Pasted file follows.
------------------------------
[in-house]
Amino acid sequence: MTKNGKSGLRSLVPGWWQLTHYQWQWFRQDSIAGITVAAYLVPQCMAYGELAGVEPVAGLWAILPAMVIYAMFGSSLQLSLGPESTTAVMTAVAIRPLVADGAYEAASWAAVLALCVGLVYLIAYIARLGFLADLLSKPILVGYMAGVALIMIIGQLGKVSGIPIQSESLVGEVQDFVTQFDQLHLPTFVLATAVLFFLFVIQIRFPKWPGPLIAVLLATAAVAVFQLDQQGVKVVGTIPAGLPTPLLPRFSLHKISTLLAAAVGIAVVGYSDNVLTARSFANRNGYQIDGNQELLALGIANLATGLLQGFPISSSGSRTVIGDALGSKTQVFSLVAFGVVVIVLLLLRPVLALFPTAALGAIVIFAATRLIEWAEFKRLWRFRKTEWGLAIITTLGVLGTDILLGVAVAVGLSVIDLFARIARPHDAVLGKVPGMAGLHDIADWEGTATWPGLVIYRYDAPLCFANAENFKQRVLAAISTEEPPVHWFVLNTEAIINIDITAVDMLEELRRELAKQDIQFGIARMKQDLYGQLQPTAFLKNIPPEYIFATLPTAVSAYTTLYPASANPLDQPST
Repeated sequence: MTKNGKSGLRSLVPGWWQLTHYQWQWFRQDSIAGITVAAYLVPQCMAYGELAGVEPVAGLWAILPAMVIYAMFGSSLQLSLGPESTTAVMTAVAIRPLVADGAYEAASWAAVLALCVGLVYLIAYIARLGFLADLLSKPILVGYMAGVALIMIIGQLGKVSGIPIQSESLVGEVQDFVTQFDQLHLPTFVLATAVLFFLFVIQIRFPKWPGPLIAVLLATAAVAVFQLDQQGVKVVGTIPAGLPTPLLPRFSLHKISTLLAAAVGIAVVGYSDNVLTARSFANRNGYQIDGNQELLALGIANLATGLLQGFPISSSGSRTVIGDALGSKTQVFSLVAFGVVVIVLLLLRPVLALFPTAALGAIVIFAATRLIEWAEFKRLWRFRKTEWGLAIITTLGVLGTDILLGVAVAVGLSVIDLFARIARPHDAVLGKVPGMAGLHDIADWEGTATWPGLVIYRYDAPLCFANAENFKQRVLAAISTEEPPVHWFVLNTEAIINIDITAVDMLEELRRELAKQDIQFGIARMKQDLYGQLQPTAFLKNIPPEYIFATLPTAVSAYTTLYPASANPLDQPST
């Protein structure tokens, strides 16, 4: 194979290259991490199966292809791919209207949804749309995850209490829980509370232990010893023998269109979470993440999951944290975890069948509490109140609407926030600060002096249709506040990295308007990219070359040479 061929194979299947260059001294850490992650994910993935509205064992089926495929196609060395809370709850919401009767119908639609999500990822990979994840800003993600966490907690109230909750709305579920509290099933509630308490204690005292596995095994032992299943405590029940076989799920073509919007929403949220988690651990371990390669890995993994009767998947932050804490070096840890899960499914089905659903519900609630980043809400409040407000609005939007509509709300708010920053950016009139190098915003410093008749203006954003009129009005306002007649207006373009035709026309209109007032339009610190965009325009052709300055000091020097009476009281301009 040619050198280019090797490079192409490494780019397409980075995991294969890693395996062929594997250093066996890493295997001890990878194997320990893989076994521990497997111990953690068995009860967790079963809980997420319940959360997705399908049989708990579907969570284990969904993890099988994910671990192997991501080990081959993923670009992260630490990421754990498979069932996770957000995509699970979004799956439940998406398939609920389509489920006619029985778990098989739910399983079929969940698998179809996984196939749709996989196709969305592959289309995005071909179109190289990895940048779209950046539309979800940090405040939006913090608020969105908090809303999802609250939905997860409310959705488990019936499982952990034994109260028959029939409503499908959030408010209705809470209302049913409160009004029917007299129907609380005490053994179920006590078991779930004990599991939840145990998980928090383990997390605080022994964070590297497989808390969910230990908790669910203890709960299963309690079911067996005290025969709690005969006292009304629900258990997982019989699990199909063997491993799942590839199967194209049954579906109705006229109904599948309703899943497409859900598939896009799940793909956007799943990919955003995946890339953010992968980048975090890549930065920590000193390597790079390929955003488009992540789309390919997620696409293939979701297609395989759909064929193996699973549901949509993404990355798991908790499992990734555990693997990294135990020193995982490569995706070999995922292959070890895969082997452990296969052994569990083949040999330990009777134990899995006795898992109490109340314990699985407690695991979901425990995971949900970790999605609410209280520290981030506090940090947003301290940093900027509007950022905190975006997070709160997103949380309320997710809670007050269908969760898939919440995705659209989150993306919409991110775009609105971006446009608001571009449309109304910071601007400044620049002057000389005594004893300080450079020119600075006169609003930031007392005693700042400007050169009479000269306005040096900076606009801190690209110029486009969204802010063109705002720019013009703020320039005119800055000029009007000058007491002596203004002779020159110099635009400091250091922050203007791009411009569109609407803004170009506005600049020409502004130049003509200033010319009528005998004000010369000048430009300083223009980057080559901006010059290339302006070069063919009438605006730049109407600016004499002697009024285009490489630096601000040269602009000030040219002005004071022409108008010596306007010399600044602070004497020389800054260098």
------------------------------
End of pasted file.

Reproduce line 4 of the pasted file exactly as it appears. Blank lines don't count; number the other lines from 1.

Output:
């Protein structure tokens, strides 16, 4: 194979290259991490199966292809791919209207949804749309995850209490829980509370232990010893023998269109979470993440999951944290975890069948509490109140609407926030600060002096249709506040990295308007990219070359040479 061929194979299947260059001294850490992650994910993935509205064992089926495929196609060395809370709850919401009767119908639609999500990822990979994840800003993600966490907690109230909750709305579920509290099933509630308490204690005292596995095994032992299943405590029940076989799920073509919007929403949220988690651990371990390669890995993994009767998947932050804490070096840890899960499914089905659903519900609630980043809400409040407000609005939007509509709300708010920053950016009139190098915003410093008749203006954003009129009005306002007649207006373009035709026309209109007032339009610190965009325009052709300055000091020097009476009281301009 040619050198280019090797490079192409490494780019397409980075995991294969890693395996062929594997250093066996890493295997001890990878194997320990893989076994521990497997111990953690068995009860967790079963809980997420319940959360997705399908049989708990579907969570284990969904993890099988994910671990192997991501080990081959993923670009992260630490990421754990498979069932996770957000995509699970979004799956439940998406398939609920389509489920006619029985778990098989739910399983079929969940698998179809996984196939749709996989196709969305592959289309995005071909179109190289990895940048779209950046539309979800940090405040939006913090608020969105908090809303999802609250939905997860409310959705488990019936499982952990034994109260028959029939409503499908959030408010209705809470209302049913409160009004029917007299129907609380005490053994179920006590078991779930004990599991939840145990998980928090383990997390605080022994964070590297497989808390969910230990908790669910203890709960299963309690079911067996005290025969709690005969006292009304629900258990997982019989699990199909063997491993799942590839199967194209049954579906109705006229109904599948309703899943497409859900598939896009799940793909956007799943990919955003995946890339953010992968980048975090890549930065920590000193390597790079390929955003488009992540789309390919997620696409293939979701297609395989759909064929193996699973549901949509993404990355798991908790499992990734555990693997990294135990020193995982490569995706070999995922292959070890895969082997452990296969052994569990083949040999330990009777134990899995006795898992109490109340314990699985407690695991979901425990995971949900970790999605609410209280520290981030506090940090947003301290940093900027509007950022905190975006997070709160997103949380309320997710809670007050269908969760898939919440995705659209989150993306919409991110775009609105971006446009608001571009449309109304910071601007400044620049002057000389005594004893300080450079020119600075006169609003930031007392005693700042400007050169009479000269306005040096900076606009801190690209110029486009969204802010063109705002720019013009703020320039005119800055000029009007000058007491002596203004002779020159110099635009400091250091922050203007791009411009569109609407803004170009506005600049020409502004130049003509200033010319009528005998004000010369000048430009300083223009980057080559901006010059290339302006070069063919009438605006730049109407600016004499002697009024285009490489630096601000040269602009000030040219002005004071022409108008010596306007010399600044602070004497020389800054260098």